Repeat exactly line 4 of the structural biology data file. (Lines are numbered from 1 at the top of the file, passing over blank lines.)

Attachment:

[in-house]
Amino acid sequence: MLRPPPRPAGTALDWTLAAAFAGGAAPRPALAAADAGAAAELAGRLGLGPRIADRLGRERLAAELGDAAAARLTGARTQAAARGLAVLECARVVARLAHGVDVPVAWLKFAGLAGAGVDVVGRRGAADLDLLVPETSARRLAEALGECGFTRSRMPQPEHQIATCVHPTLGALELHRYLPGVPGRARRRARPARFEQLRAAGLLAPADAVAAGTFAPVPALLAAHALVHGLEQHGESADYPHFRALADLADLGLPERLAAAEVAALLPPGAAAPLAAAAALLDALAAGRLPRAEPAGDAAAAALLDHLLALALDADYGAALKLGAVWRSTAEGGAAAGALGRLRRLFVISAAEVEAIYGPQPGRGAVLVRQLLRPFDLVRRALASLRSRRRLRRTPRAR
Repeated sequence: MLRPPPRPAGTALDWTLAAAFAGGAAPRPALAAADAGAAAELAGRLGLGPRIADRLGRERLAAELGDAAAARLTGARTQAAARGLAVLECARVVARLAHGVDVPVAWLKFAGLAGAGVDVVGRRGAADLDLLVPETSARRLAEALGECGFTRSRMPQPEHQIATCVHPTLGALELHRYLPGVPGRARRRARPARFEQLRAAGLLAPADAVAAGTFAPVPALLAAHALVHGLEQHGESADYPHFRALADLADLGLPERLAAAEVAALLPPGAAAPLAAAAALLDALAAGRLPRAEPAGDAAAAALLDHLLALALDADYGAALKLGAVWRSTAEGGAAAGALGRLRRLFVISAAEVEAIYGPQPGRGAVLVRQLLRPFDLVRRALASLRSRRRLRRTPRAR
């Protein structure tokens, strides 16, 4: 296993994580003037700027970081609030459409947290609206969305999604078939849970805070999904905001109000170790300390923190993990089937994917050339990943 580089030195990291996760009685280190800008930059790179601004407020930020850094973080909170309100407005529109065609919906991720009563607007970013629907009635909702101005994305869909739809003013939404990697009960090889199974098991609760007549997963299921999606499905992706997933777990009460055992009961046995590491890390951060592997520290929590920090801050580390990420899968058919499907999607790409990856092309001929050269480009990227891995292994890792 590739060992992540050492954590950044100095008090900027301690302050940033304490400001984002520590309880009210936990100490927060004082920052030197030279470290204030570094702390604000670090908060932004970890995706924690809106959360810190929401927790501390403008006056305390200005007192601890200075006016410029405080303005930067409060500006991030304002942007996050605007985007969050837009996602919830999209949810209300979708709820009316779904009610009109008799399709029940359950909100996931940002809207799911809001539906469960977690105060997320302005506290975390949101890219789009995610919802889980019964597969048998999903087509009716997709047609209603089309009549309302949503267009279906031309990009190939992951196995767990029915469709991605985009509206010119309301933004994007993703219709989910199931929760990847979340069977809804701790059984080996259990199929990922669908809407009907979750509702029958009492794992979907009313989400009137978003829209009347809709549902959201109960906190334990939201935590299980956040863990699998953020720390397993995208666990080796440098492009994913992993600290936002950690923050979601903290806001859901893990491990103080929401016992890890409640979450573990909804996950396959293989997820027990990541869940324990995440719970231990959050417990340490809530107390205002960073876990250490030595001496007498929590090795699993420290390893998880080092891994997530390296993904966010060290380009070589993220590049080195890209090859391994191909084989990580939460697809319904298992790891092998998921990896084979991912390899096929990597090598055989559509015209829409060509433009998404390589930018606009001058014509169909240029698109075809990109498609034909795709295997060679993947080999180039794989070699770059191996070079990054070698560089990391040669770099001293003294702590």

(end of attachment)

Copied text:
């Protein structure tokens, strides 16, 4: 296993994580003037700027970081609030459409947290609206969305999604078939849970805070999904905001109000170790300390923190993990089937994917050339990943 580089030195990291996760009685280190800008930059790179601004407020930020850094973080909170309100407005529109065609919906991720009563607007970013629907009635909702101005994305869909739809003013939404990697009960090889199974098991609760007549997963299921999606499905992706997933777990009460055992009961046995590491890390951060592997520290929590920090801050580390990420899968058919499907999607790409990856092309001929050269480009990227891995292994890792 590739060992992540050492954590950044100095008090900027301690302050940033304490400001984002520590309880009210936990100490927060004082920052030197030279470290204030570094702390604000670090908060932004970890995706924690809106959360810190929401927790501390403008006056305390200005007192601890200075006016410029405080303005930067409060500006991030304002942007996050605007985007969050837009996602919830999209949810209300979708709820009316779904009610009109008799399709029940359950909100996931940002809207799911809001539906469960977690105060997320302005506290975390949101890219789009995610919802889980019964597969048998999903087509009716997709047609209603089309009549309302949503267009279906031309990009190939992951196995767990029915469709991605985009509206010119309301933004994007993703219709989910199931929760990847979340069977809804701790059984080996259990199929990922669908809407009907979750509702029958009492794992979907009313989400009137978003829209009347809709549902959201109960906190334990939201935590299980956040863990699998953020720390397993995208666990080796440098492009994913992993600290936002950690923050979601903290806001859901893990491990103080929401016992890890409640979450573990909804996950396959293989997820027990990541869940324990995440719970231990959050417990340490809530107390205002960073876990250490030595001496007498929590090795699993420290390893998880080092891994997530390296993904966010060290380009070589993220590049080195890209090859391994191909084989990580939460697809319904298992790891092998998921990896084979991912390899096929990597090598055989559509015209829409060509433009998404390589930018606009001058014509169909240029698109075809990109498609034909795709295997060679993947080999180039794989070699770059191996070079990054070698560089990391040669770099001293003294702590």